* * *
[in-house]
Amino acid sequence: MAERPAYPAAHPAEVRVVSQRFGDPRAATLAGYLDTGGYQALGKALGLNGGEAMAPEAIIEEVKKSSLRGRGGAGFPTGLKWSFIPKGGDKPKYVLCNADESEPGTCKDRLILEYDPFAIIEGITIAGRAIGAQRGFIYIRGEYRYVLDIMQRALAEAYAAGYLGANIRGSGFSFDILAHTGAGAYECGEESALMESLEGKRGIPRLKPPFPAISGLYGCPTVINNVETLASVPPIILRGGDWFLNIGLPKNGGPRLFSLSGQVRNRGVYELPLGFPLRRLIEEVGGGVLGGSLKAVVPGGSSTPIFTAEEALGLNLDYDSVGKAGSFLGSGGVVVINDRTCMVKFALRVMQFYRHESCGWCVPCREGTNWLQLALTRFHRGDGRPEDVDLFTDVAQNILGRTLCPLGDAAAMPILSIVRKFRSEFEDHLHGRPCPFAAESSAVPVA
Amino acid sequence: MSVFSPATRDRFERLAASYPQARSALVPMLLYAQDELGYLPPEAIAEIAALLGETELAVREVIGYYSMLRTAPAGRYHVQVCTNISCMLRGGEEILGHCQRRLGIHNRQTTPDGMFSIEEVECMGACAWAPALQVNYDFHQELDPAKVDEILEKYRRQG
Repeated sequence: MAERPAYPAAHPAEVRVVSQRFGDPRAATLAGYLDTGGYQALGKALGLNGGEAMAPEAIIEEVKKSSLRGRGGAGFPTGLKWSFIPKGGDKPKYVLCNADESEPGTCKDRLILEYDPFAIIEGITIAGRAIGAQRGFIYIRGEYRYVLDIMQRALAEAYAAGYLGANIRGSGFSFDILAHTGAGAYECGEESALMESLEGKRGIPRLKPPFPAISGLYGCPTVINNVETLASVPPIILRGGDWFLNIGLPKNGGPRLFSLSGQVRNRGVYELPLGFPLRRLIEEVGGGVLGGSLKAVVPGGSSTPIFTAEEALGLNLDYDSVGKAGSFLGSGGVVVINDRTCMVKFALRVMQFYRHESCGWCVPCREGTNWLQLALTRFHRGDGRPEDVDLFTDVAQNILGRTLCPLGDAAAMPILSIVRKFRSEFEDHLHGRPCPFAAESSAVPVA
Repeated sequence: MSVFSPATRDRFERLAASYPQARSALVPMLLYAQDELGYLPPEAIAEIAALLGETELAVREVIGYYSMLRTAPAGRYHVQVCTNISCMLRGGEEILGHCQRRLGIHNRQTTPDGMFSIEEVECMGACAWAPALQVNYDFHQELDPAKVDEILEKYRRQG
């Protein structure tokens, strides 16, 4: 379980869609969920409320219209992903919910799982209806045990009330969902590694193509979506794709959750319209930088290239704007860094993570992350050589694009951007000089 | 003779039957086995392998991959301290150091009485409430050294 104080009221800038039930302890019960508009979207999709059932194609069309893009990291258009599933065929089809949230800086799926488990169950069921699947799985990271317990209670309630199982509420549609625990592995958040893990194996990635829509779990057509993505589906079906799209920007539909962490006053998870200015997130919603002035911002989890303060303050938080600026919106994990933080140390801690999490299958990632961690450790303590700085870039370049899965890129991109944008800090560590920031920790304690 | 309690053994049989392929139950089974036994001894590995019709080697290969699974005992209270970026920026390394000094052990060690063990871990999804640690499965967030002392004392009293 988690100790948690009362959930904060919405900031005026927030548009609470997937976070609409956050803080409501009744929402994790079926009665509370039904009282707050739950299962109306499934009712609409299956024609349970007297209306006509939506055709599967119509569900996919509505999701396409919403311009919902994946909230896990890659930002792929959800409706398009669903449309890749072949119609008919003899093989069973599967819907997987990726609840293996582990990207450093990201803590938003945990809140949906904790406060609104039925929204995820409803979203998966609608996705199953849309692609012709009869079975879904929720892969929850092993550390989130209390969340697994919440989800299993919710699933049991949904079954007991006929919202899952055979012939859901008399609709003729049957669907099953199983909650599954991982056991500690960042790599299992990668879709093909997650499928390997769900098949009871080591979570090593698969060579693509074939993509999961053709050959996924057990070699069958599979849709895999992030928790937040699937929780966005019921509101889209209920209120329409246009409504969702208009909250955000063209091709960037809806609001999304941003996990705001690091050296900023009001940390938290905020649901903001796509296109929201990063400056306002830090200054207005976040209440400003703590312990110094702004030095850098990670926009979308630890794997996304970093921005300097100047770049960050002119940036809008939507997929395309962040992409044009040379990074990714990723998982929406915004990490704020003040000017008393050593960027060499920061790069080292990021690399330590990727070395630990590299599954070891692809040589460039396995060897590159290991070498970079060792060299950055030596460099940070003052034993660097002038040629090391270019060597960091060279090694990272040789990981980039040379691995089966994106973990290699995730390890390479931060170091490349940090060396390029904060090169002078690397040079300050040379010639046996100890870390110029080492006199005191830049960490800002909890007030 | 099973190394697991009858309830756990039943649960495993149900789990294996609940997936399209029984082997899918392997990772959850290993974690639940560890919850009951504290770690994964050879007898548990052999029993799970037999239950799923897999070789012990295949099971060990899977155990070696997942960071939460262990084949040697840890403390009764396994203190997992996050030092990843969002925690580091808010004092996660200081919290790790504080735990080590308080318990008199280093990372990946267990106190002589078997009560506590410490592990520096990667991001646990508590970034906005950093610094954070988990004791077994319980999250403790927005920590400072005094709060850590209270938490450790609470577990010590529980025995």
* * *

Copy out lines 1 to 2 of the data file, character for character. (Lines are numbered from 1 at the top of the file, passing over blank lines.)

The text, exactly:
[in-house]
Amino acid sequence: MAERPAYPAAHPAEVRVVSQRFGDPRAATLAGYLDTGGYQALGKALGLNGGEAMAPEAIIEEVKKSSLRGRGGAGFPTGLKWSFIPKGGDKPKYVLCNADESEPGTCKDRLILEYDPFAIIEGITIAGRAIGAQRGFIYIRGEYRYVLDIMQRALAEAYAAGYLGANIRGSGFSFDILAHTGAGAYECGEESALMESLEGKRGIPRLKPPFPAISGLYGCPTVINNVETLASVPPIILRGGDWFLNIGLPKNGGPRLFSLSGQVRNRGVYELPLGFPLRRLIEEVGGGVLGGSLKAVVPGGSSTPIFTAEEALGLNLDYDSVGKAGSFLGSGGVVVINDRTCMVKFALRVMQFYRHESCGWCVPCREGTNWLQLALTRFHRGDGRPEDVDLFTDVAQNILGRTLCPLGDAAAMPILSIVRKFRSEFEDHLHGRPCPFAAESSAVPVA